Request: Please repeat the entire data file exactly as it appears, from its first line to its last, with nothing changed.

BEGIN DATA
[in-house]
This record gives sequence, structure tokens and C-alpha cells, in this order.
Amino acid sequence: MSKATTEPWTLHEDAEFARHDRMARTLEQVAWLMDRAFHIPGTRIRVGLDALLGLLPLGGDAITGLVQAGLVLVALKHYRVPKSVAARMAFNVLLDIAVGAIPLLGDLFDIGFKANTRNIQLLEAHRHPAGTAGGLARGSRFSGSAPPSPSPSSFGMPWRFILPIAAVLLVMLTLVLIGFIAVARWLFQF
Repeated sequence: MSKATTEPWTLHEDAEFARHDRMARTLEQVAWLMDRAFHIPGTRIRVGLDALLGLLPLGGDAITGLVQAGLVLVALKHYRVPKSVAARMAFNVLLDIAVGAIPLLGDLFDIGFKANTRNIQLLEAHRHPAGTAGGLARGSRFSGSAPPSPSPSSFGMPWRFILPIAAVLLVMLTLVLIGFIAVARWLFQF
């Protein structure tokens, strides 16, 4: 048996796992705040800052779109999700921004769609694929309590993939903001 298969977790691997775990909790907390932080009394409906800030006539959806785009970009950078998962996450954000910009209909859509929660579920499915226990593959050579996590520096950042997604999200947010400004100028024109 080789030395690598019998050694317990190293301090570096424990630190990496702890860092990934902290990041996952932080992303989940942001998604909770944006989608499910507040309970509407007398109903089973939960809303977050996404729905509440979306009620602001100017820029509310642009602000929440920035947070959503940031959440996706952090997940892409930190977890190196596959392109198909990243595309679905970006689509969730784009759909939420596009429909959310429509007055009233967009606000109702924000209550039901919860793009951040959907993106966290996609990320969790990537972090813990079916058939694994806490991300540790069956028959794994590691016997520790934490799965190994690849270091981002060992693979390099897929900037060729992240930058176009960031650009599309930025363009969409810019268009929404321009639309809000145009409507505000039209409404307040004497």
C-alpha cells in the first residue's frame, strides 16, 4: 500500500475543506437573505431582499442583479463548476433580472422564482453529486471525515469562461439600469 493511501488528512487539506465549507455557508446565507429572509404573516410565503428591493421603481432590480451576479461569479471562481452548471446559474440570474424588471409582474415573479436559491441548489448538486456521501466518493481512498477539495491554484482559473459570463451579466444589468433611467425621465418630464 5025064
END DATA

[in-house]
This record gives sequence, structure tokens and C-alpha cells, in this order.
Amino acid sequence: MSKATTEPWTLHEDAEFARHDRMARTLEQVAWLMDRAFHIPGTRIRVGLDALLGLLPLGGDAITGLVQAGLVLVALKHYRVPKSVAARMAFNVLLDIAVGAIPLLGDLFDIGFKANTRNIQLLEAHRHPAGTAGGLARGSRFSGSAPPSPSPSSFGMPWRFILPIAAVLLVMLTLVLIGFIAVARWLFQF
Repeated sequence: MSKATTEPWTLHEDAEFARHDRMARTLEQVAWLMDRAFHIPGTRIRVGLDALLGLLPLGGDAITGLVQAGLVLVALKHYRVPKSVAARMAFNVLLDIAVGAIPLLGDLFDIGFKANTRNIQLLEAHRHPAGTAGGLARGSRFSGSAPPSPSPSSFGMPWRFILPIAAVLLVMLTLVLIGFIAVARWLFQF
């Protein structure tokens, strides 16, 4: 048996796992705040800052779109999700921004769609694929309590993939903001 298969977790691997775990909790907390932080009394409906800030006539959806785009970009950078998962996450954000910009209909859509929660579920499915226990593959050579996590520096950042997604999200947010400004100028024109 080789030395690598019998050694317990190293301090570096424990630190990496702890860092990934902290990041996952932080992303989940942001998604909770944006989608499910507040309970509407007398109903089973939960809303977050996404729905509440979306009620602001100017820029509310642009602000929440920035947070959503940031959440996706952090997940892409930190977890190196596959392109198909990243595309679905970006689509969730784009759909939420596009429909959310429509007055009233967009606000109702924000209550039901919860793009951040959907993106966290996609990320969790990537972090813990079916058939694994806490991300540790069956028959794994590691016997520790934490799965190994690849270091981002060992693979390099897929900037060729992240930058176009960031650009599309930025363009969409810019268009929404321009639309809000145009409507505000039209409404307040004497």
C-alpha cells in the first residue's frame, strides 16, 4: 500500500475543506437573505431582499442583479463548476433580472422564482453529486471525515469562461439600469 493511501488528512487539506465549507455557508446565507429572509404573516410565503428591493421603481432590480451576479461569479471562481452548471446559474440570474424588471409582474415573479436559491441548489448538486456521501466518493481512498477539495491554484482559473459570463451579466444589468433611467425621465418630464 5025064